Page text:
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Recently, I’ve gotten to know Anthony J. Coccia and his life story of struggle, survival and service.
Born on July 26, 1917, the odds of a long and impactful life were not good for Tony. He was the fourth of seven children born to Italian immigrants Emilio and Maria Coccia and the first to survive infancy. Influenza and diphtheria epidemics of the early 1900s claimed his older siblings during childhood.
Although they died before he was born, Tony frequently visited the graves of his infant siblings. He said he was making up for time with them he never had.
Like everyone his age, Coccia confronted economic hardships brought on by the Great Depression. Again he pushed forward and survived. He often talked with pride of learning about devotion through his father’s example of long hours of continual labor to provide for the family.
His appreciation and love for America and its freedoms influenced Tony to voluntarily enlist in the U.S. Army during World War II. As a member of the 2nd Infantry Division, he landed on the beaches of Normandy on the second day of the Allied invasion that history calls D-Day.
He survived that day’s onslaught, which was the first of 39 consecutive days of combat. He survived and was presented the Bronze Star. Later in life, his war stories included sorrowful remembrance of fellow soldiers who died on the beaches of France.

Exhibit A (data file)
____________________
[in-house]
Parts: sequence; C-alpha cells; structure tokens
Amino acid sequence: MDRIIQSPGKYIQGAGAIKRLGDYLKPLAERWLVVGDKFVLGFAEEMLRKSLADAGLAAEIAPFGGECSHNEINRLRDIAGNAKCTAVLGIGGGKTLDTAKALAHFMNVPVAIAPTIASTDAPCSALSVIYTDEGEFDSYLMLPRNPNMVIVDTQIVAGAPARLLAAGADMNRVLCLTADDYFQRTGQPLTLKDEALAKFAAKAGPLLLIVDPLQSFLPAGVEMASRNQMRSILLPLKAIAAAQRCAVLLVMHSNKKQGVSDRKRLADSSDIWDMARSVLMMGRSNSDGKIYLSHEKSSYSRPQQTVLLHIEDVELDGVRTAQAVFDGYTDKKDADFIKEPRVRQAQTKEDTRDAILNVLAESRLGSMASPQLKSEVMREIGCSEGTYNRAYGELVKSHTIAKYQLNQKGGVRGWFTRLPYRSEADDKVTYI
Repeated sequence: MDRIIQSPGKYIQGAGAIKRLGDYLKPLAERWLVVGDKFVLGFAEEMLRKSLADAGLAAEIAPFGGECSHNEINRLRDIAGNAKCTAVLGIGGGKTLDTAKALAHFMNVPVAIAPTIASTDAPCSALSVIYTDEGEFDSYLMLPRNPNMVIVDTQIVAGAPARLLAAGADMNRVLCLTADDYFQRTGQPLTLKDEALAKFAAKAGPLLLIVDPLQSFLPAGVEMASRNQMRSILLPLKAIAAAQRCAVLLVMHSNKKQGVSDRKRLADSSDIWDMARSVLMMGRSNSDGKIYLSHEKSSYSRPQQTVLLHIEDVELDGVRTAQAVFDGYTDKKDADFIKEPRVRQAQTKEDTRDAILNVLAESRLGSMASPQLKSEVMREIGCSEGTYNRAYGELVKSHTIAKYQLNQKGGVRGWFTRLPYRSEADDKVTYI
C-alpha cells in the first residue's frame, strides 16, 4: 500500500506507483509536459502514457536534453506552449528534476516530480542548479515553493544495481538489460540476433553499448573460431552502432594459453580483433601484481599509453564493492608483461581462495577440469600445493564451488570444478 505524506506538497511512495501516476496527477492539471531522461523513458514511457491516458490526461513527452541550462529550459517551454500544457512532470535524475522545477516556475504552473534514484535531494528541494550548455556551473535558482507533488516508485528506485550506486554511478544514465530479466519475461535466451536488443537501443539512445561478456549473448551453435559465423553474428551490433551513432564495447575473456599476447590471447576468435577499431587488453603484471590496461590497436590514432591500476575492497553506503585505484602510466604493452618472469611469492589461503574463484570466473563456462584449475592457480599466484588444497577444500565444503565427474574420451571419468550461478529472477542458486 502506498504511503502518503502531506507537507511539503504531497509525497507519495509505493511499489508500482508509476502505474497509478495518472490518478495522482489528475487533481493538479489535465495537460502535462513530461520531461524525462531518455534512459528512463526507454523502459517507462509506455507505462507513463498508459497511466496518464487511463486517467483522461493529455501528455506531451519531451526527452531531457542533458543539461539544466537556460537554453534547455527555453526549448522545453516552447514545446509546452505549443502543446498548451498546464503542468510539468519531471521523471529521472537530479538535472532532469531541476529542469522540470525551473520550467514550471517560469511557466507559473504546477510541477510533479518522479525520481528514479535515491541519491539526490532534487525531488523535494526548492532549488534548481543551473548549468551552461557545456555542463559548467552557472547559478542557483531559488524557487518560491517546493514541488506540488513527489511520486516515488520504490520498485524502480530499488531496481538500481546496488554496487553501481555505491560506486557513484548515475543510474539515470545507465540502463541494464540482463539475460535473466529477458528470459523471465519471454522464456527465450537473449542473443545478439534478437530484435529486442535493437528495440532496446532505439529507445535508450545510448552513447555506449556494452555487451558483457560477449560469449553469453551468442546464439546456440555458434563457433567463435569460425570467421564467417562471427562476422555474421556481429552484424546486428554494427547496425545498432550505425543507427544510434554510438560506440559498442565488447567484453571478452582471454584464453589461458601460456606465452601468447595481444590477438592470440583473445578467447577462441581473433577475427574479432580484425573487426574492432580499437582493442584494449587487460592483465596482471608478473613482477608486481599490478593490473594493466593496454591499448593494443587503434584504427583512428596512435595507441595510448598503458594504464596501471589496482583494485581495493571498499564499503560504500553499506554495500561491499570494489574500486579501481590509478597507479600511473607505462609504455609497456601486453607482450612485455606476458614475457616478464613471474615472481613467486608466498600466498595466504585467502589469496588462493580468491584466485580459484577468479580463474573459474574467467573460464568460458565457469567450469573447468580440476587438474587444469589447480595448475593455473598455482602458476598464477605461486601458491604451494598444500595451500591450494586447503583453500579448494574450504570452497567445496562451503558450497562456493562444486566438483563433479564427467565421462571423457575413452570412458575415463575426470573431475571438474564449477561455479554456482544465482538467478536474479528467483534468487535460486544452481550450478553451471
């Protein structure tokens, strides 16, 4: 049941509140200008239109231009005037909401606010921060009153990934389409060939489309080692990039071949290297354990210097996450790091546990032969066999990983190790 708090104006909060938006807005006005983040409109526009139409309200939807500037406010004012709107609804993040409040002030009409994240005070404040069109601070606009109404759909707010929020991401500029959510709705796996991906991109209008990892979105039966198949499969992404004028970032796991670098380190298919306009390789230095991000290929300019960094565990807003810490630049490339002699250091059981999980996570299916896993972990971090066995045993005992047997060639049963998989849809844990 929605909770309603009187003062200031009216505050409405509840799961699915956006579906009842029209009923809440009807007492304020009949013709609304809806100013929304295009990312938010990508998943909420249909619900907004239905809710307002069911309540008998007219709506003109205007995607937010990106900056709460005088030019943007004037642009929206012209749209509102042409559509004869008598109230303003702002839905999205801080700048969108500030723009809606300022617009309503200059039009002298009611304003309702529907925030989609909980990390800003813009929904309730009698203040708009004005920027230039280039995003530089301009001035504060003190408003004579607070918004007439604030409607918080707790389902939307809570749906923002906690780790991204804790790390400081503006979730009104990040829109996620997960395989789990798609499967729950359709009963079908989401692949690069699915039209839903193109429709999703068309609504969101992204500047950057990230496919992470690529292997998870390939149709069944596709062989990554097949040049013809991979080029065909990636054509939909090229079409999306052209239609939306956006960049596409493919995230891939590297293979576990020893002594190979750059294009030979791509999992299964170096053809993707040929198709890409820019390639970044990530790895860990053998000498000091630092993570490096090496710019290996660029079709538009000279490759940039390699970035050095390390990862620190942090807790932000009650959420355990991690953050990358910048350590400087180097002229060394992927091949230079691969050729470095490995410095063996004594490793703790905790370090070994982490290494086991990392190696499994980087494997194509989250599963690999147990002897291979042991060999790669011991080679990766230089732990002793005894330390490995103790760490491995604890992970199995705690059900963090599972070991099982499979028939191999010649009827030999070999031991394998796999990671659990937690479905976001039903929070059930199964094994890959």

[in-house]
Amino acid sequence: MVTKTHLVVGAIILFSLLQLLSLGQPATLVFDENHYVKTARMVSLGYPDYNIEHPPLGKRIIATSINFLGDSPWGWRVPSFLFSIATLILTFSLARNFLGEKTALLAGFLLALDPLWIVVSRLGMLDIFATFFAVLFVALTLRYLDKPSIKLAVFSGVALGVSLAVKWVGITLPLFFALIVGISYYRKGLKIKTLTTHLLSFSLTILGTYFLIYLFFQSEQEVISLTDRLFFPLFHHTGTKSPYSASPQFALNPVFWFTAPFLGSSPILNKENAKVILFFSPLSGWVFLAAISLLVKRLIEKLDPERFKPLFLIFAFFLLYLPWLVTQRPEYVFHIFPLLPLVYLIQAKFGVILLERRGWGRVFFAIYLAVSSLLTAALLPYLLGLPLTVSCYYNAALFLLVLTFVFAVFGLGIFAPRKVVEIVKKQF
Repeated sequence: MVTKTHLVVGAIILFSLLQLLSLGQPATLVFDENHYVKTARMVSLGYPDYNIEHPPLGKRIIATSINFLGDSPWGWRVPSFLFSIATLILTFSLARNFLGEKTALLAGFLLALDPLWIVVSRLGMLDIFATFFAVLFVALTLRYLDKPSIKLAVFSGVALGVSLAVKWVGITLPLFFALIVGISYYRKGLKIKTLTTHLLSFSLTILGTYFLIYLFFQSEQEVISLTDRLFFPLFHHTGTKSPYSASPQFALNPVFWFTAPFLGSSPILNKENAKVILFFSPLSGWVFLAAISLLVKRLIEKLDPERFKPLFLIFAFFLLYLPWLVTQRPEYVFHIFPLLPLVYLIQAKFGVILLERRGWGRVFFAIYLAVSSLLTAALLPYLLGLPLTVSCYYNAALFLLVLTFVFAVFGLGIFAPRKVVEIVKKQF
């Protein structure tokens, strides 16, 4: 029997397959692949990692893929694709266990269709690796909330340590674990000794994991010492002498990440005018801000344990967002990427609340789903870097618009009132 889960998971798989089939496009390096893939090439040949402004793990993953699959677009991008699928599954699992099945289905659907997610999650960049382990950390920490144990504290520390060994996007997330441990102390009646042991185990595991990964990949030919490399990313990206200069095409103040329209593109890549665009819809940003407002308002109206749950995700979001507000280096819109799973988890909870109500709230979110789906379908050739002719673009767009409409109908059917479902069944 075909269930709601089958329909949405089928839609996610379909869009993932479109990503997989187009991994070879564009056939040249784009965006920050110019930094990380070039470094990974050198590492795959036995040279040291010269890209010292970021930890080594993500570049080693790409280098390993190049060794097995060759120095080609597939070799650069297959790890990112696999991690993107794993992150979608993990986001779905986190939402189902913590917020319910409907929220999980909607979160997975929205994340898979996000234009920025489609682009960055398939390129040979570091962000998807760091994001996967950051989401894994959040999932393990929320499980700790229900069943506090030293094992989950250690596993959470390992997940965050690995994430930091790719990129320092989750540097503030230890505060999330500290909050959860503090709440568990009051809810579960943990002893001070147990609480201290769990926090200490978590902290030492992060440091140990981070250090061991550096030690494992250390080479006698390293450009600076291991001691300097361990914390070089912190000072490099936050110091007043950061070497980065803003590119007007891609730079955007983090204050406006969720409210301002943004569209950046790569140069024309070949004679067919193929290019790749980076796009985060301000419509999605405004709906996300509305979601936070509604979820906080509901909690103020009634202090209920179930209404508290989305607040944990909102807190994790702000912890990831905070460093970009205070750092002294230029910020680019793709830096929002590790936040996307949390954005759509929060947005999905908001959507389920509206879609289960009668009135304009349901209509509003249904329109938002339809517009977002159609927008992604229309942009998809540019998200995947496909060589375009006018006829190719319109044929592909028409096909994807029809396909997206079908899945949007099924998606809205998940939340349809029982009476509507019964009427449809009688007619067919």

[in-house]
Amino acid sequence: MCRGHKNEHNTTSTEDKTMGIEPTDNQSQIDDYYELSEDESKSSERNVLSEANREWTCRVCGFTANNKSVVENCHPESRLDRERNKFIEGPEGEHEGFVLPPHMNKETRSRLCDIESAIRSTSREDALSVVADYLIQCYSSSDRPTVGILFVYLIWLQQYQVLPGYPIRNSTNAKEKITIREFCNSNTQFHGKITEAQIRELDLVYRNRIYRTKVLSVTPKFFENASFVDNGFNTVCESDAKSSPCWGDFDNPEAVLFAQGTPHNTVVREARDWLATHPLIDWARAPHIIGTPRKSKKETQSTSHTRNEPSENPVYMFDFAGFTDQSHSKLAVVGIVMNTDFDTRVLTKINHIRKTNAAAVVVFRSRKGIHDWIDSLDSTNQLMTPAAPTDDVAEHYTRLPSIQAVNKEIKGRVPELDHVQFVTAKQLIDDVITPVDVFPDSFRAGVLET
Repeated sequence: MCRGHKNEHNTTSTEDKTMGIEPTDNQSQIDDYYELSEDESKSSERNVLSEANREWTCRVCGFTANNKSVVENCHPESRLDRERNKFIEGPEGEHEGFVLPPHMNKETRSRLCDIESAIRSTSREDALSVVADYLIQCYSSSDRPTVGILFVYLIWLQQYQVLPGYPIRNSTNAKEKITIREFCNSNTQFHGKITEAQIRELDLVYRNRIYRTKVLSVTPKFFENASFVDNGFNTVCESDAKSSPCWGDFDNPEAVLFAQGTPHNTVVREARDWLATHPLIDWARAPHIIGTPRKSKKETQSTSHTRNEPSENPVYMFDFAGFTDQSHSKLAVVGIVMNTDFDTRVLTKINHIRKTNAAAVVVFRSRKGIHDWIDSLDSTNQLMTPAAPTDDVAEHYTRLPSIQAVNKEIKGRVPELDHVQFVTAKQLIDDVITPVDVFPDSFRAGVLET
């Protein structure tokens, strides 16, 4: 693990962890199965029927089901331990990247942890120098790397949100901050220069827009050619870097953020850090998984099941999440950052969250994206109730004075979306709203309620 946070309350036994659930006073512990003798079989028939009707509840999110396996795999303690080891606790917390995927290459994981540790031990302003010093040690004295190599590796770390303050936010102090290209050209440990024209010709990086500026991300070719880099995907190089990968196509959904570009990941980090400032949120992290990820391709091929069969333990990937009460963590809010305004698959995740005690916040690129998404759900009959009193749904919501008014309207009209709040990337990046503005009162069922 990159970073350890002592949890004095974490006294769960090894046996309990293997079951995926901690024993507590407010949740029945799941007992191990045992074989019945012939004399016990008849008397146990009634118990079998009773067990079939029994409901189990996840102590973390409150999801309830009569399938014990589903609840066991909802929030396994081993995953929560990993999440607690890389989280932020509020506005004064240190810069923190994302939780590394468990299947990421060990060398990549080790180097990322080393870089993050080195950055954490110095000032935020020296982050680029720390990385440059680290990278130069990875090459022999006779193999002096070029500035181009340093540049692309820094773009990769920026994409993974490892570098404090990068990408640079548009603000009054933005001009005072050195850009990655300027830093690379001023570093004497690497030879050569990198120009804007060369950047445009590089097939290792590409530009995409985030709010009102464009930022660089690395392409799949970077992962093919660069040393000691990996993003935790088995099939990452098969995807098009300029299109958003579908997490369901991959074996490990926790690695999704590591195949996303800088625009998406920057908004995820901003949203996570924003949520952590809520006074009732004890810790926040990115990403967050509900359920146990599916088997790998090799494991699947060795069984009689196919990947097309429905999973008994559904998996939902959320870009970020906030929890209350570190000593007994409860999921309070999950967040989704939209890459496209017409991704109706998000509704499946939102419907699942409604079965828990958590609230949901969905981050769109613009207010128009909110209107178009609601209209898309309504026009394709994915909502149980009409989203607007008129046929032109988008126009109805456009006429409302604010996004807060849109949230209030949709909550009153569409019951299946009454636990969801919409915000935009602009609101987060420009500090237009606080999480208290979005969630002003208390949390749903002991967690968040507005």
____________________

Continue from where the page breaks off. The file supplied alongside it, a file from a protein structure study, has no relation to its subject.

He would make a life for himself and his family first at the Air Force Missile Test Center at Patrick Air Force Base on Florida’s Space Coast and later as a licensed aircraft mechanic before retiring in 1980 from Eastern Airlines.
His dramatic life stories extended to a 2005 experience on the Florida coastline. Coccia encountered a hurricane battering the shores and again he counted his blessings upon counting himself among the survivors.
A man of faith, he spent time in prayer daily, even after moving to Sunrise Manor Nursing Home in Hodgenville. He would make it his last home.
Although I have visited Sunrise Manor on occasion, I never talked with Anthony J. Coccia. While he died May 10, 2012, just a few weeks short of his 95th birthday, my first time to meet him was this month.
His story was shared by Maria Regina Coccia, a sister devoted to his loving and lasting memory. From her home in Columbus, Ohio, she’s making long-distance calls in search of another person or another community to introduce to Tony.
Each day, the newspaper pages include obituaries that capsulize the lives of friends, neighbors, family members and strangers who die. No matter how skillfully crafted, these obituaries seldom fully reflect the impact of a person’s life.
That’s true for every veteran buried in every grave in Kentucky.
Ben Sheroan is editor of The News-Enterprise. He can be reached at (270) 505-1764 or firstname.lastname@example.org.